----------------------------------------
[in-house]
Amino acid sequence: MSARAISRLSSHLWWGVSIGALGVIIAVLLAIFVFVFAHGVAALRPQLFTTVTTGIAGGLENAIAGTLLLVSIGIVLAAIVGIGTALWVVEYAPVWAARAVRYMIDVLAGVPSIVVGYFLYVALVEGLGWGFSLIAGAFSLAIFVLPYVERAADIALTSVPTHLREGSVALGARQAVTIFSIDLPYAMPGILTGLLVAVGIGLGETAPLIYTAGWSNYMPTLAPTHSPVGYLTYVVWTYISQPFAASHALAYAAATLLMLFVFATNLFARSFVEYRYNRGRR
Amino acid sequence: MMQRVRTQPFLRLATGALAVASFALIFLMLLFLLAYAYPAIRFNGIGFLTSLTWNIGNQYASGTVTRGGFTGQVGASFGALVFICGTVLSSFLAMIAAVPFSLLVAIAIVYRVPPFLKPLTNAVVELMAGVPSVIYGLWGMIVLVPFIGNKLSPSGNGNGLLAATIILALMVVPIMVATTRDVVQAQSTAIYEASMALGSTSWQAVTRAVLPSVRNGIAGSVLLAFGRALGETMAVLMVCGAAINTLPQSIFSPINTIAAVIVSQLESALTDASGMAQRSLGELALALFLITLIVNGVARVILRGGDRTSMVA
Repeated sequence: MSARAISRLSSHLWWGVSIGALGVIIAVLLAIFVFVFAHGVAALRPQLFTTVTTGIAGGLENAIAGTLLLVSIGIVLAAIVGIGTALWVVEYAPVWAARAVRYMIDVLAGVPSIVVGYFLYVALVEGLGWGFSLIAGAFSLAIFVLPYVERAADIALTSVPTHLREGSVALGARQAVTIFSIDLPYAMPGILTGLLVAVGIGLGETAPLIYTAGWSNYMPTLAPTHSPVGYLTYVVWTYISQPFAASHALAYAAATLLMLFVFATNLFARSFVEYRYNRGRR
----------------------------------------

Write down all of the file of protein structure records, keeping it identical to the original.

[in-house]
Amino acid sequence: MSARAISRLSSHLWWGVSIGALGVIIAVLLAIFVFVFAHGVAALRPQLFTTVTTGIAGGLENAIAGTLLLVSIGIVLAAIVGIGTALWVVEYAPVWAARAVRYMIDVLAGVPSIVVGYFLYVALVEGLGWGFSLIAGAFSLAIFVLPYVERAADIALTSVPTHLREGSVALGARQAVTIFSIDLPYAMPGILTGLLVAVGIGLGETAPLIYTAGWSNYMPTLAPTHSPVGYLTYVVWTYISQPFAASHALAYAAATLLMLFVFATNLFARSFVEYRYNRGRR
Amino acid sequence: MMQRVRTQPFLRLATGALAVASFALIFLMLLFLLAYAYPAIRFNGIGFLTSLTWNIGNQYASGTVTRGGFTGQVGASFGALVFICGTVLSSFLAMIAAVPFSLLVAIAIVYRVPPFLKPLTNAVVELMAGVPSVIYGLWGMIVLVPFIGNKLSPSGNGNGLLAATIILALMVVPIMVATTRDVVQAQSTAIYEASMALGSTSWQAVTRAVLPSVRNGIAGSVLLAFGRALGETMAVLMVCGAAINTLPQSIFSPINTIAAVIVSQLESALTDASGMAQRSLGELALALFLITLIVNGVARVILRGGDRTSMVA
Repeated sequence: MSARAISRLSSHLWWGVSIGALGVIIAVLLAIFVFVFAHGVAALRPQLFTTVTTGIAGGLENAIAGTLLLVSIGIVLAAIVGIGTALWVVEYAPVWAARAVRYMIDVLAGVPSIVVGYFLYVALVEGLGWGFSLIAGAFSLAIFVLPYVERAADIALTSVPTHLREGSVALGARQAVTIFSIDLPYAMPGILTGLLVAVGIGLGETAPLIYTAGWSNYMPTLAPTHSPVGYLTYVVWTYISQPFAASHALAYAAATLLMLFVFATNLFARSFVEYRYNRGRR